“In 1998, the Dahanu Taluka Environment Protection Authority had clearly prohibited the construction of the project on ecological grounds. This order has not been challenged by any party before any court, and that stands final. This attempt at reviving the project clearly violates it,” said Debi Goenka, executive trustee, Conservation Action Trust, a city-based environment non-profit.
“As for the matter of this report on impact of coastal fisheries, it was not provided to us despite requests before the DTEPA, or under the RTI. It begs the question of why the JNPA has not been forthcoming about it. This project is going to completely wipe out extremely productive fishing grounds for at least the next 20 years. Fisherfolk in Uran, who were displaced by the JNPA’s port at Nhava Sheva in the 1980s, are still awaiting compensation and rehabilitation. Unless better sense prevails, the same human rights violations are about to be repeated at Vadhavan,” Goenka added.
Notably, the report also mentions that the project site serves as a nursery for several commercially viable fish. “The proposed port area and surroundings do not act as a breeding or spawning ground... but can act as nursery ground of several commercially important fishes... Due to the productivity of that region and presence of creeks, juveniles and adult fishes are seasonally abundant in near shore waters,” the report states, noting that most of the fishes observed were juveniles during June and July, while dominantly mature fishes were observed from November to May.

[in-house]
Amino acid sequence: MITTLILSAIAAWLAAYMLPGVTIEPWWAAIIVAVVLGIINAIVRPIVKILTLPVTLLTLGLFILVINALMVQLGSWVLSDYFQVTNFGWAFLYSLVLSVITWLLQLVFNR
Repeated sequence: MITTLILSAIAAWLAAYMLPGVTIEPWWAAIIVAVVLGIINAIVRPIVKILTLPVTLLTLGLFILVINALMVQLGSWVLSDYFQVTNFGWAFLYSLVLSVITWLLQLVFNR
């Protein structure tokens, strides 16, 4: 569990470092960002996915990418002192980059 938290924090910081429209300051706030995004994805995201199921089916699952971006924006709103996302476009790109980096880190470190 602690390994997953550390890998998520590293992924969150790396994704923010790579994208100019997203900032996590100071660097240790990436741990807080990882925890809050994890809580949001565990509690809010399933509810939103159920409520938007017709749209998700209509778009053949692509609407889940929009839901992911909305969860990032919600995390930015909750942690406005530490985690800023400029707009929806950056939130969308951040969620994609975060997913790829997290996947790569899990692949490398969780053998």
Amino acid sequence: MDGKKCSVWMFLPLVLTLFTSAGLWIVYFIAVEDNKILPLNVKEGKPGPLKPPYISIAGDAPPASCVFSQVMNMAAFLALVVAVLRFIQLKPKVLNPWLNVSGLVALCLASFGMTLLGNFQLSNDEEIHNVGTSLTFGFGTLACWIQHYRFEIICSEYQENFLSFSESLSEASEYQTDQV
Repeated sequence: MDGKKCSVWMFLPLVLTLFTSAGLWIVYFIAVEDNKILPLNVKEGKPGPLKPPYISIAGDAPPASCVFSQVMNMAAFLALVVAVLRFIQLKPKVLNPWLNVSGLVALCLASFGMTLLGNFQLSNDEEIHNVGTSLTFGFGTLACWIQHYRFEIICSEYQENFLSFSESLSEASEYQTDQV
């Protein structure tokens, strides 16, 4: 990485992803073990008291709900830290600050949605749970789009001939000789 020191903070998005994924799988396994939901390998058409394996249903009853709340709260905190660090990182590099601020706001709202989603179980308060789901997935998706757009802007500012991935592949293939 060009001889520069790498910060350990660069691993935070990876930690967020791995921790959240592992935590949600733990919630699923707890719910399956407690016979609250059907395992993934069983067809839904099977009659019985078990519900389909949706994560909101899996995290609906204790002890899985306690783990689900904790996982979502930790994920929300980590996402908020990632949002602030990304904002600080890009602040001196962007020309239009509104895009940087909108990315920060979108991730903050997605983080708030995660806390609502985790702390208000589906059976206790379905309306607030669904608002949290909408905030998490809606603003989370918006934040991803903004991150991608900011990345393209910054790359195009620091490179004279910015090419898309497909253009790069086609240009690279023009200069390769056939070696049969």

“This makes the area a golden belt for fishers from Palghar, Thane and Mumbai, especially since the catch closer to Mumbai city has declined severely in recent decades. It is not just fishers from the 16 villages who go there to fish. The productivity of the Dahanu fishing zone is essentially for the fishing economy right from Zai, which is the northernmost fishing village in Maharashtra, to Colaba in Mumbai,” said Tandel.
Bernard D’Mello, a fisherman from Uttan in Mira-Bhayander taluka in Thane, added, “Over the past few years, fishermen from as south as Madh and Gorai have been visiting the area. And fishers from Uttan and Vasai have been frequenting the location for the last three decades at least. It is completely wrong to say that we will not be affected by the development of the port.”
Commenting on the findings of the CMFRI report, Unmesh Wagh, deputy chairman, JNPA, conceded that the port will have “some impact” on coastal fisheries in the region. “There will be some impact on fisheries, but it is important to note that not a single person will be displaced from their place of residence, and will in fact be compensated for their loss. Vadhavan Port is a mega-port of extreme strategic importance to the country. It will circumvent the need to set up many smaller ports instead, which in the long-run would be more damaging to the environment and livelihoods,” he said.